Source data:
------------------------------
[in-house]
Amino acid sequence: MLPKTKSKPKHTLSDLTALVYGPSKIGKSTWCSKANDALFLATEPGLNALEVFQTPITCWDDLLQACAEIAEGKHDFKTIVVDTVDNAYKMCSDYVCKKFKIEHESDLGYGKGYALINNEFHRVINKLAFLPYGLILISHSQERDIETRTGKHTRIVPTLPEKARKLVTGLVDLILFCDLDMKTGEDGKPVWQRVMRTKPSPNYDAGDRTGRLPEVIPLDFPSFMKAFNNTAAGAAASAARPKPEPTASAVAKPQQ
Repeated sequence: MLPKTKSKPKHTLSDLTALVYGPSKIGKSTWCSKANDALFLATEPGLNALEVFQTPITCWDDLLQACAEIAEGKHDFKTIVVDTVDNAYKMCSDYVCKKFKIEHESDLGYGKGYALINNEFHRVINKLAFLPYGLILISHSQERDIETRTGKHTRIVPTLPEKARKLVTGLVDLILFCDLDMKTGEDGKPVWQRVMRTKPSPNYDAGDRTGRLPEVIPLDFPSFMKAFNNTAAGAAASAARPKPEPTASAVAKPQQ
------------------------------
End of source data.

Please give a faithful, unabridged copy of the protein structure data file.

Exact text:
[in-house]
Amino acid sequence: MLPKTKSKPKHTLSDLTALVYGPSKIGKSTWCSKANDALFLATEPGLNALEVFQTPITCWDDLLQACAEIAEGKHDFKTIVVDTVDNAYKMCSDYVCKKFKIEHESDLGYGKGYALINNEFHRVINKLAFLPYGLILISHSQERDIETRTGKHTRIVPTLPEKARKLVTGLVDLILFCDLDMKTGEDGKPVWQRVMRTKPSPNYDAGDRTGRLPEVIPLDFPSFMKAFNNTAAGAAASAARPKPEPTASAVAKPQQ
Repeated sequence: MLPKTKSKPKHTLSDLTALVYGPSKIGKSTWCSKANDALFLATEPGLNALEVFQTPITCWDDLLQACAEIAEGKHDFKTIVVDTVDNAYKMCSDYVCKKFKIEHESDLGYGKGYALINNEFHRVINKLAFLPYGLILISHSQERDIETRTGKHTRIVPTLPEKARKLVTGLVDLILFCDLDMKTGEDGKPVWQRVMRTKPSPNYDAGDRTGRLPEVIPLDFPSFMKAFNNTAAGAAASAARPKPEPTASAVAKPQQ